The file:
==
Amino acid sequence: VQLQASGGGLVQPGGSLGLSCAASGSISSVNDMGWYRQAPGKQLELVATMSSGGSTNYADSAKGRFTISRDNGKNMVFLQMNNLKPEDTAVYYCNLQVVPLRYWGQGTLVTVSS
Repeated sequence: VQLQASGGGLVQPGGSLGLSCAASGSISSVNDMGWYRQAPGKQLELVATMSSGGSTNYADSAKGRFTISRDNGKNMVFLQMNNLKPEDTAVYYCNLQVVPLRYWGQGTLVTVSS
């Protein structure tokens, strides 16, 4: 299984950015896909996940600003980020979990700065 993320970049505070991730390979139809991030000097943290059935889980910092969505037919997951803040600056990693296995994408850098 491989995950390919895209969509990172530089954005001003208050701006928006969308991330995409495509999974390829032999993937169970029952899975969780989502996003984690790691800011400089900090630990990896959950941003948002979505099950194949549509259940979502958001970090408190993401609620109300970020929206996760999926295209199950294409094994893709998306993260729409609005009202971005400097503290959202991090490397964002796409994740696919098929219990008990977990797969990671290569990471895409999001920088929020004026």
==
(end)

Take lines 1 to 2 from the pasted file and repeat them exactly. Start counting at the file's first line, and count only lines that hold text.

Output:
Amino acid sequence: VQLQASGGGLVQPGGSLGLSCAASGSISSVNDMGWYRQAPGKQLELVATMSSGGSTNYADSAKGRFTISRDNGKNMVFLQMNNLKPEDTAVYYCNLQVVPLRYWGQGTLVTVSS
Repeated sequence: VQLQASGGGLVQPGGSLGLSCAASGSISSVNDMGWYRQAPGKQLELVATMSSGGSTNYADSAKGRFTISRDNGKNMVFLQMNNLKPEDTAVYYCNLQVVPLRYWGQGTLVTVSS